392 Hemi Engine - Then and Now
Back in the 1950s and 1960s, the automobile world was changing. Households were going from a standard production vehicle with little horsepower under the hood, to faster and more powerful vehicles. It's not something you would find in a typical domestic home, but there were plenty of other places you could come across a Hemi engine.
One of the first times we saw the 392 Hemi engine wasn't from a Dodge or Plymouth. It actually was used in the oil business. Back then you had your own servicing equipment to pull the pipe out of wells. The best piece of equipment offered the 392, which allowed it to pull the pipes out faster. When it was all said and done, the horsepower made everything easier.
Chrysler went through countless trials and tests to form the perfect Hemi engine. Oddly enough, it seemed they were using the racing industry to run tests and see how the Hemi would compete against Ford and GM engines. If their V-8 wasn't up to par, they would tweak its performance.
Long before the 392 Hemi engine (back in the 1930s), Chrysler was working on engine designs for tanks and aircrafts. Even though some designs showed great success, they were never sent to production. This was due to World War II coming to a close in 1945. However, it was a building block for the Hemi engine.
The 392 wouldn't be released until 1957, but it was well worth the wait. The deck height was a half inch taller than normal, which created a wider area for the heads. It allowed Chrysler to use intake manifolds from older versions.
The four vehicles using the 392 Hemi engine were:
- Chrysler 300C (1957)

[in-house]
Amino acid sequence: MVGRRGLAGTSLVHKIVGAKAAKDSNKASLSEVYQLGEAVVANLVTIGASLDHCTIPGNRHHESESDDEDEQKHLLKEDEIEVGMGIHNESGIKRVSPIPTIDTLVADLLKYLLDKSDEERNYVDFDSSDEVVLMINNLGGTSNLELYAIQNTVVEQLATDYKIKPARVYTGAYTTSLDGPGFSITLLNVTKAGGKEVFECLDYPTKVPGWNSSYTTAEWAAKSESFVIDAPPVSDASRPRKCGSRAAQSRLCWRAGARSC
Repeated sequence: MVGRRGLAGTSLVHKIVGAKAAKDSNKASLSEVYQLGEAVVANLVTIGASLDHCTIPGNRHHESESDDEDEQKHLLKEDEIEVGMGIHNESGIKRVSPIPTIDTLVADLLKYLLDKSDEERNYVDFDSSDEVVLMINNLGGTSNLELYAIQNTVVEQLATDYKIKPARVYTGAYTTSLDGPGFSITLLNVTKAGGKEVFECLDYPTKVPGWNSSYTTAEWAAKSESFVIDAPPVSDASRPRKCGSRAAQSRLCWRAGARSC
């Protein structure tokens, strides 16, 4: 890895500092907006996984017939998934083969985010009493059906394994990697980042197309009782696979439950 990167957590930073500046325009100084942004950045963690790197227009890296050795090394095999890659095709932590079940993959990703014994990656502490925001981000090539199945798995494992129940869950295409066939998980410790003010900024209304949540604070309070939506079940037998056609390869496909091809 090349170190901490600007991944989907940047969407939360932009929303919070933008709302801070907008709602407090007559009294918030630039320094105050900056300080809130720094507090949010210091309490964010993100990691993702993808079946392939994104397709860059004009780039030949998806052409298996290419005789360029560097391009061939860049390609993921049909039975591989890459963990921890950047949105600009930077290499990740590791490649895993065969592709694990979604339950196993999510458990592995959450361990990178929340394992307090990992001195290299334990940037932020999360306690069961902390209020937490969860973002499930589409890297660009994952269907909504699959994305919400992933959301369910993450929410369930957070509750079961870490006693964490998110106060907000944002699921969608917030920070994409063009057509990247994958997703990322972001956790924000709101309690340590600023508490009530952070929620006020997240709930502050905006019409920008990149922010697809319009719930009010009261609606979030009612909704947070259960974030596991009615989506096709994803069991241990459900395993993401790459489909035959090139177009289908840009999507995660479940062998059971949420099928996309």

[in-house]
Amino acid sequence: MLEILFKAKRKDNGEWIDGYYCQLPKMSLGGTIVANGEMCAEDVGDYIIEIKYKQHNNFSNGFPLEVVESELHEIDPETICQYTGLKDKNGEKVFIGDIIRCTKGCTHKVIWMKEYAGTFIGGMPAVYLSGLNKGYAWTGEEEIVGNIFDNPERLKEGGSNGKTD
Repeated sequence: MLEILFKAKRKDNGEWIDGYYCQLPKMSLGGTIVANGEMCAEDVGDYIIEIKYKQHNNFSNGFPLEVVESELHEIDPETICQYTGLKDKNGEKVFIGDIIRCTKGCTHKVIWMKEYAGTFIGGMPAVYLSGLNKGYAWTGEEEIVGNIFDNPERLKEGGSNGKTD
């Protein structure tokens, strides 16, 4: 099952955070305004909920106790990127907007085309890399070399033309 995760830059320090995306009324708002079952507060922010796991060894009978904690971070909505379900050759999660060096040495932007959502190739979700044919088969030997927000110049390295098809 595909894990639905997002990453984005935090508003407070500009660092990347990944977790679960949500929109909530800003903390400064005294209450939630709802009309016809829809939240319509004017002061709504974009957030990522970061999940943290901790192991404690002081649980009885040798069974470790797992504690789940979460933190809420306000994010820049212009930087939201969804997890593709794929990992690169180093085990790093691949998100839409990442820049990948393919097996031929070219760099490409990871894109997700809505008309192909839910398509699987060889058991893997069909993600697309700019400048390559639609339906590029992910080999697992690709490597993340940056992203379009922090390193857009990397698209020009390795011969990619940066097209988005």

- Chrysler 300D (1958)
- Chrysler Imperial (1957-58)
- Chrysler New Yorker (1957-58)
During the late 1950s and early 1960s, the 392 Hemi engine was one of the most popular choices amongst the drag racers. In fact, there was so much success; some individuals were using it into the 1970s. However, the 426 began taking over the NASCAR and drag racing worlds in 1964. By the mid-1970s, the 392 Hemi engine was a classic, but not a mainstream engine.
The 2nd generation 392 Hemi engine surfaced in 2007, even though it is considered a crate engine. By 2011, the Dodge Challenger SRT8 could be driven off the showroom floor with a 392 Hemi in it. This version produced 525 horsepower and 510 ft-lbs of torque.
It's funny how our history tends to come out of the shadows every so often. Due to slow economic times since the real estate crash of 2008, major motor companies have been looking for ways to entice buyers with lower prices and more power. Chrysler has been doing an exceptional job with their 2nd generation 392 Hemi engine. In fact, they also plan to offer the newer version in the Dodge Charger SRT8, Chrysler 300SRT8, and Jeep Grand Cherokee SRT8.
We don't believe this will be the last you see of the 392 Hemi engine. It will just have the appropriate modifications to be acceptable in the 21st century.